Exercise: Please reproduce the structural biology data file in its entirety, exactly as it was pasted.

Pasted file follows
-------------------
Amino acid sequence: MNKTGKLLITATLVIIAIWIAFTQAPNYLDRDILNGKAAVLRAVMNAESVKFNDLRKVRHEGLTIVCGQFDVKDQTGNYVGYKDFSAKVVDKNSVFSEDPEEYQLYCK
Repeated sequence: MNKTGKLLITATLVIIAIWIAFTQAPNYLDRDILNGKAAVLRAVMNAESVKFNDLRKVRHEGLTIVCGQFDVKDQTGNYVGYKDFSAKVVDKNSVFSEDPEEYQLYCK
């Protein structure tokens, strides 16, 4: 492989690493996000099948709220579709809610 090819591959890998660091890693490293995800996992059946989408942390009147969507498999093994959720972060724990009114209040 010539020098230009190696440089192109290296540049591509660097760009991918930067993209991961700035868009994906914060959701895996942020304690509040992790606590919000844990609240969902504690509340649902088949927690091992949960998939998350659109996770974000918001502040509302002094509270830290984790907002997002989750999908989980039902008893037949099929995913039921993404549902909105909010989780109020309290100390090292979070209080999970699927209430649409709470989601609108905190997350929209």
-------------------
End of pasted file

Amino acid sequence: MNKTGKLLITATLVIIAIWIAFTQAPNYLDRDILNGKAAVLRAVMNAESVKFNDLRKVRHEGLTIVCGQFDVKDQTGNYVGYKDFSAKVVDKNSVFSEDPEEYQLYCK
Repeated sequence: MNKTGKLLITATLVIIAIWIAFTQAPNYLDRDILNGKAAVLRAVMNAESVKFNDLRKVRHEGLTIVCGQFDVKDQTGNYVGYKDFSAKVVDKNSVFSEDPEEYQLYCK
């Protein structure tokens, strides 16, 4: 492989690493996000099948709220579709809610 090819591959890998660091890693490293995800996992059946989408942390009147969507498999093994959720972060724990009114209040 010539020098230009190696440089192109290296540049591509660097760009991918930067993209991961700035868009994906914060959701895996942020304690509040992790606590919000844990609240969902504690509340649902088949927690091992949960998939998350659109996770974000918001502040509302002094509270830290984790907002997002989750999908989980039902008893037949099929995913039921993404549902909105909010989780109020309290100390090292979070209080999970699927209430649409709470989601609108905190997350929209």